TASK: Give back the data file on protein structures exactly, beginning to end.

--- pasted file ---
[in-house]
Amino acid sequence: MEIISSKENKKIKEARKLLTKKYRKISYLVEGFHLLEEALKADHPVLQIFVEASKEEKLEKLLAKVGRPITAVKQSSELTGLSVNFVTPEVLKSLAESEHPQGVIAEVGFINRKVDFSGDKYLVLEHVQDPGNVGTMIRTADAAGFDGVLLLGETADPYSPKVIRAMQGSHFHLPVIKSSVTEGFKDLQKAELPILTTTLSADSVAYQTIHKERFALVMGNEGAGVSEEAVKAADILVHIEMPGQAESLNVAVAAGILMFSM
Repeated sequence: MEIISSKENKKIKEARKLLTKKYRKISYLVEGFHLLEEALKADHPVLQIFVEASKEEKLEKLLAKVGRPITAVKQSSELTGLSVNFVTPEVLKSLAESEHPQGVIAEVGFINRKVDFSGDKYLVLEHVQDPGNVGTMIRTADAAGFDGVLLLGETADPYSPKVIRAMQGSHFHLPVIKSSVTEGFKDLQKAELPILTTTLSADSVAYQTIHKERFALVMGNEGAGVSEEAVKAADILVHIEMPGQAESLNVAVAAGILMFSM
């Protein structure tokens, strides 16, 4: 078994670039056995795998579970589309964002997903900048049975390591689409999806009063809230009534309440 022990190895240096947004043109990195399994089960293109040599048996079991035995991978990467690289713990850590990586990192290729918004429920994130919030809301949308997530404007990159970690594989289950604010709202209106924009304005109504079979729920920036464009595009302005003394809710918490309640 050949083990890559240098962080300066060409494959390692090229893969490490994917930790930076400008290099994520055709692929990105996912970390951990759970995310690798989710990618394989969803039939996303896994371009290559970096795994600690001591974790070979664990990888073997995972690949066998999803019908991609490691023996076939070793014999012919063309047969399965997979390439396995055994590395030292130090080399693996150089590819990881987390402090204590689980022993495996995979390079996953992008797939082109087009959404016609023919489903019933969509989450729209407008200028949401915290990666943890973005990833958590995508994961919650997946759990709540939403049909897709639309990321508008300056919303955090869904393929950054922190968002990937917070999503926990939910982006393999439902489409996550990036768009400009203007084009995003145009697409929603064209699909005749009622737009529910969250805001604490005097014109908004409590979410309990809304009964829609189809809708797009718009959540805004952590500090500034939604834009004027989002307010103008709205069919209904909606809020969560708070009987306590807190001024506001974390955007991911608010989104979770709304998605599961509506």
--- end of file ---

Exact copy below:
[in-house]
Amino acid sequence: MEIISSKENKKIKEARKLLTKKYRKISYLVEGFHLLEEALKADHPVLQIFVEASKEEKLEKLLAKVGRPITAVKQSSELTGLSVNFVTPEVLKSLAESEHPQGVIAEVGFINRKVDFSGDKYLVLEHVQDPGNVGTMIRTADAAGFDGVLLLGETADPYSPKVIRAMQGSHFHLPVIKSSVTEGFKDLQKAELPILTTTLSADSVAYQTIHKERFALVMGNEGAGVSEEAVKAADILVHIEMPGQAESLNVAVAAGILMFSM
Repeated sequence: MEIISSKENKKIKEARKLLTKKYRKISYLVEGFHLLEEALKADHPVLQIFVEASKEEKLEKLLAKVGRPITAVKQSSELTGLSVNFVTPEVLKSLAESEHPQGVIAEVGFINRKVDFSGDKYLVLEHVQDPGNVGTMIRTADAAGFDGVLLLGETADPYSPKVIRAMQGSHFHLPVIKSSVTEGFKDLQKAELPILTTTLSADSVAYQTIHKERFALVMGNEGAGVSEEAVKAADILVHIEMPGQAESLNVAVAAGILMFSM
């Protein structure tokens, strides 16, 4: 078994670039056995795998579970589309964002997903900048049975390591689409999806009063809230009534309440 022990190895240096947004043109990195399994089960293109040599048996079991035995991978990467690289713990850590990586990192290729918004429920994130919030809301949308997530404007990159970690594989289950604010709202209106924009304005109504079979729920920036464009595009302005003394809710918490309640 050949083990890559240098962080300066060409494959390692090229893969490490994917930790930076400008290099994520055709692929990105996912970390951990759970995310690798989710990618394989969803039939996303896994371009290559970096795994600690001591974790070979664990990888073997995972690949066998999803019908991609490691023996076939070793014999012919063309047969399965997979390439396995055994590395030292130090080399693996150089590819990881987390402090204590689980022993495996995979390079996953992008797939082109087009959404016609023919489903019933969509989450729209407008200028949401915290990666943890973005990833958590995508994961919650997946759990709540939403049909897709639309990321508008300056919303955090869904393929950054922190968002990937917070999503926990939910982006393999439902489409996550990036768009400009203007084009995003145009697409929603064209699909005749009622737009529910969250805001604490005097014109908004409590979410309990809304009964829609189809809708797009718009959540805004952590500090500034939604834009004027989002307010103008709205069919209904909606809020969560708070009987306590807190001024506001974390955007991911608010989104979770709304998605599961509506």